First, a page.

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Finished! A Very Special Save


Andyjr1515

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I have had the privilege to work on a couple of Wals since I started this crazy hobby and, without any hesitation, they are my favourite basses.  Everything is SO well engineered and the instruments just feel and sound - great!  It's one of the absolute delights of the regional Basschat Bass-bashes because the kind folks round here let maniacs like me actually pick them up and play them.

So, anything that I can do that can keep a Wal working or get playing again is always of interest.

So you can imagine how excited I was to be contacted by our very own @Fishman who explained that he had some Pro 1e components and could I get it all playable again. 

'Sure!  Send them to me."  Gosh - a Pro 1e!  Happy Days :)

 

The box was smaller and lighter than perhaps I might have expected.  Well - maybe it's a particularly lightweight version...even MORE exciting because sometimes they can, indeed be on the heavy side :party:

 

Oh...that's odd...

ANKUO2Ol.jpg

 

xD

Well - definitely a Wal!  That is the best pickup in the industry in my opinion:

a5oPAxCl.jpg

 

Well, OK - I'll admit that @Fishman did mention that it needed a new body.  And the fretboard is coming off and being replaced with an ebony fretted one with a couple of AJR swifts at the 12th, requested by @Fishman so that there can be no ambiguity that this isn't a full genuine Wal (oh...and because they DO look pretty cool ;) )

This is the kind of job I can slot in while the relevant machines are out for @Jus Lukin 's build (my cellar isn't big enough to leave the bigger stuff in situ) so it won't be a super fast affair but I am looking forward to it.

Oh - and I've got a lovely piece of lightweight swamp ash for it (ignore the outline - don't worry, it won't look like a Fender ;)

mAgCa27l.jpg

I'll keep you guys and gals posted :)

 

 

 

Edited by Andyjr1515
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2 hours ago, BigRedX said:

Is it going to have Wal-shaped body (if so which one) or something different?

Yes - as @Fishman says, we are going for the same body shape.  It's a very traditional 60's/70's bass shape that was, I am sure, borrowed a bit from other makes at the time it was designed so I don't think we're treading on any toes. 

And, even though the neck and fretboard are actually genuine Wal, I think taking off the fretboard and replacing it with something very obviously not Wal is a good enough way of ensuring that everyone, now or in the future, can see it's a tribute.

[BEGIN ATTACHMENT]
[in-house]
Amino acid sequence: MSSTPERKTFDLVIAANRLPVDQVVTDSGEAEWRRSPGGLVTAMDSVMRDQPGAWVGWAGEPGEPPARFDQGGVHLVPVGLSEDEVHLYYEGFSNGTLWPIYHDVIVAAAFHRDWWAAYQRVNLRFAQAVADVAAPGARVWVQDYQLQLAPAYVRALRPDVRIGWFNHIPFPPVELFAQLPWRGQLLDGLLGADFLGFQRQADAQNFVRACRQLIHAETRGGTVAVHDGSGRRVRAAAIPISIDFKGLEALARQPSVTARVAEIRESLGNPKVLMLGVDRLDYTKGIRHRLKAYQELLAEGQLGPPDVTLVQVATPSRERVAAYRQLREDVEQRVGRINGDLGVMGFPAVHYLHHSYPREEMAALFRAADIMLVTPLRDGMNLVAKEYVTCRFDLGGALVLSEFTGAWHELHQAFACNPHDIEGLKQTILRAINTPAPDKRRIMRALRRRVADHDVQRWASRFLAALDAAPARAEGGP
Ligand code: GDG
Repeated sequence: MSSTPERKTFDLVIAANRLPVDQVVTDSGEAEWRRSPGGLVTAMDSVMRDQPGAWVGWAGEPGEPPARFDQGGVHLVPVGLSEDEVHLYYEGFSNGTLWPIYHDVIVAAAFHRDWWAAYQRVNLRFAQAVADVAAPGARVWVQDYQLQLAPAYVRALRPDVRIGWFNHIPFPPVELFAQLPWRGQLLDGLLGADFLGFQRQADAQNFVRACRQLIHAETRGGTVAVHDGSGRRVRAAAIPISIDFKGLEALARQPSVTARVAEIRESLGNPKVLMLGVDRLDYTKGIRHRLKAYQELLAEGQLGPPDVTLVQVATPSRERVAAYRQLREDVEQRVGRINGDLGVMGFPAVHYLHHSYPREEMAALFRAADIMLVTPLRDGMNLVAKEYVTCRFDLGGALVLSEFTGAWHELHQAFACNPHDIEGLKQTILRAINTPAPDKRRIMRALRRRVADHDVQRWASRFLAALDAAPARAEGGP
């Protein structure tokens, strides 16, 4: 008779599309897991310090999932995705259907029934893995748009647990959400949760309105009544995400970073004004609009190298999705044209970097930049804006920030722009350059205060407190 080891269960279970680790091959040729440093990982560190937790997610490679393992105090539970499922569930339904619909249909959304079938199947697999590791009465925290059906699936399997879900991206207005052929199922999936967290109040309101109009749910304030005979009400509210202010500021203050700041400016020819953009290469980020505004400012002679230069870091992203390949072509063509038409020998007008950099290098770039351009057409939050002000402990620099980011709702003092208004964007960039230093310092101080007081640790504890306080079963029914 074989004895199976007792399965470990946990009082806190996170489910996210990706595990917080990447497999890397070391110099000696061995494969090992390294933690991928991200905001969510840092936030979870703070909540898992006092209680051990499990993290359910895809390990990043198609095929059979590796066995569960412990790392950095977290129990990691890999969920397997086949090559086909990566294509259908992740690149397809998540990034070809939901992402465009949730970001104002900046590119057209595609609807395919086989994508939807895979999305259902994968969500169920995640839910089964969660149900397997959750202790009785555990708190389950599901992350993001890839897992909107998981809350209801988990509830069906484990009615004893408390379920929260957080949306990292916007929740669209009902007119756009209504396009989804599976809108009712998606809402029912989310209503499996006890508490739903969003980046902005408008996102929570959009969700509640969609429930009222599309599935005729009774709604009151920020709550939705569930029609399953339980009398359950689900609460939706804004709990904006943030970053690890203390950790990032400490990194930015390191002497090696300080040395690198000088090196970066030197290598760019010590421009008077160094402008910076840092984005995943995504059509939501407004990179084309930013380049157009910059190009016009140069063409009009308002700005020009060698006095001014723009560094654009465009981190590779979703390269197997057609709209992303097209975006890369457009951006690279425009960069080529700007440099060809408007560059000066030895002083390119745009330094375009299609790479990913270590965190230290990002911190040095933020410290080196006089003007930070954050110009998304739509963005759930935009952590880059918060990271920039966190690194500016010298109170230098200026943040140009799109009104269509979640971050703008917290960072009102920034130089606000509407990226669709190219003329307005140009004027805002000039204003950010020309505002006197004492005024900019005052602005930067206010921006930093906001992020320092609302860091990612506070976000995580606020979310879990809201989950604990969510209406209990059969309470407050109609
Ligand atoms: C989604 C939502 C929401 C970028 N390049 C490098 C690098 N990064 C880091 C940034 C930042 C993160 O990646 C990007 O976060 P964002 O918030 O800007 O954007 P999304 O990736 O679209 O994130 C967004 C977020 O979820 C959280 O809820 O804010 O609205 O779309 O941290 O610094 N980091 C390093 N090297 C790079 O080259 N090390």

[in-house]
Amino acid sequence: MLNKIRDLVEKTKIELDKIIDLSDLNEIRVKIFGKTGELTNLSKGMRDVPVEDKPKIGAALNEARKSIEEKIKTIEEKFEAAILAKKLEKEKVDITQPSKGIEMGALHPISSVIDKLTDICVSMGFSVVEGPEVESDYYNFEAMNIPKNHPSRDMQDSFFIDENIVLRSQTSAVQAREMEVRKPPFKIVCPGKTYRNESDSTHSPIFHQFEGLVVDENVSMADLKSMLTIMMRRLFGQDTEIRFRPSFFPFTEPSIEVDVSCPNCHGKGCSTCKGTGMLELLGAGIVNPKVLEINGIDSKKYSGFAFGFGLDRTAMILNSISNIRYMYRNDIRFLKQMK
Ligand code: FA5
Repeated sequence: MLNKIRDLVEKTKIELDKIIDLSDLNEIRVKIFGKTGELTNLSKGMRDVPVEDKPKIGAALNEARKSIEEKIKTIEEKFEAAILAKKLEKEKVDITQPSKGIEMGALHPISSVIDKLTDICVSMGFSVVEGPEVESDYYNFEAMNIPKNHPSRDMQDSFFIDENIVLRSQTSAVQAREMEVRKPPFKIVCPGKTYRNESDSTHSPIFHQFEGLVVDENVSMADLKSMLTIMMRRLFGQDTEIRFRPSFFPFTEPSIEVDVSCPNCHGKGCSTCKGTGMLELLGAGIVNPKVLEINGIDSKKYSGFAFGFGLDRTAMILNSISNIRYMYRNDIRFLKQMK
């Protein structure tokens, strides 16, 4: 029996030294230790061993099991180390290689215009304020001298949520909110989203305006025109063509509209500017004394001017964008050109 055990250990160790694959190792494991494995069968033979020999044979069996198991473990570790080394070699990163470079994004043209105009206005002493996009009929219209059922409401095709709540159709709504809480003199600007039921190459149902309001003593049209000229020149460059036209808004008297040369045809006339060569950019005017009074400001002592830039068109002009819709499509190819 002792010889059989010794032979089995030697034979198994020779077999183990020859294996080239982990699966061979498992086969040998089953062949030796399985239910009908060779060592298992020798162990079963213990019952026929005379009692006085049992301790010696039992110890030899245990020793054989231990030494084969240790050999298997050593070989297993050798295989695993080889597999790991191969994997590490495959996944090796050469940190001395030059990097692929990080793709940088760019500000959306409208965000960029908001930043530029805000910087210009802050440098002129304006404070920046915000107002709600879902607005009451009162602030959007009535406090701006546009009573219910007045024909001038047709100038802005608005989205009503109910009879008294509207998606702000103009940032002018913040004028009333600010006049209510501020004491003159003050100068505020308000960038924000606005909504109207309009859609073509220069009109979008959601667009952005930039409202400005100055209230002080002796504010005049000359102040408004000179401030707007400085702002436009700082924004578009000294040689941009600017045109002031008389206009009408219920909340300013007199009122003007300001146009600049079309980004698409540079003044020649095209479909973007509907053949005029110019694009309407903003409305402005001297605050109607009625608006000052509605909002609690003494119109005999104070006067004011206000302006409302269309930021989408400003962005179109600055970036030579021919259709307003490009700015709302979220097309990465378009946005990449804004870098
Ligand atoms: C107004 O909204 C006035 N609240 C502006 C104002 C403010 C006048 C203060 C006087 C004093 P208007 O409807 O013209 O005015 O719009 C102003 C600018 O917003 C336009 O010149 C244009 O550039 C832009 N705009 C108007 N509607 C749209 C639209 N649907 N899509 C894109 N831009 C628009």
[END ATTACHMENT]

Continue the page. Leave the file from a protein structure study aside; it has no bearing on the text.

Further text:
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So - to the fretboard.

The plan (you know about "best made.." etc) is, after taking out the nut, to remove the board but, if possible keep the runout into the headstock where it is, which might be a challenge because it is actually part of the fretboard:

Aua19Bil.jpg

 

1st step is to protect the neck:

eq0WsVhl.jpg

With old necks and bodies - particularly if they have lacquer cracks and crazing, which this one does - you have to be very careful with masking tape.  I use the 3M decorators tape (DON'T use the blue Dial knockoff from B&Q) because the 'tack' is lighter than some and it won't leave glue behind.  But on an old neck, I also don't leave it on.  Same issue - reducing the chances of lacquer coming off with the tape.  The longer it's on, the tighter will be the tack.  So I will be applying and taking tape off a number of times on this particular refurb.

Here's 2/3rds of my kit.  A travel iron (on full) and a single-edged razor:

mG4rbetl.jpg

Key thing is getting the fretboard very hot and letting that heat fully penetrate down to the glue line.  It's not to be rushed.

After around 10 minutes of the iron just on this end few inches, I was able to do this:

9phdS6nl.jpg

The razor was able to slip between the board and the neck.  I worked the blade round both sides and the end until I was able to get my very thin steel sheet in between without it straining the board at all or digging in. I use the acoustic sides protector stainless sheet that I use when bending acoustic guitar sides, but folks use cake platters, etc.  As long as it's steel and very thin it will work fine:

07MhTdSl.jpg

And then it's a case of being patient and going an inch at a time, heating up the next section and 'walking' the steel sheet or platter up.  I find it goes about 5mins per inch once the board really starts heating up.  But I let it go at its own pace - rushing it usually ends badly.

After around 35 minutes I'd got here:

2e4Qb3cl.jpg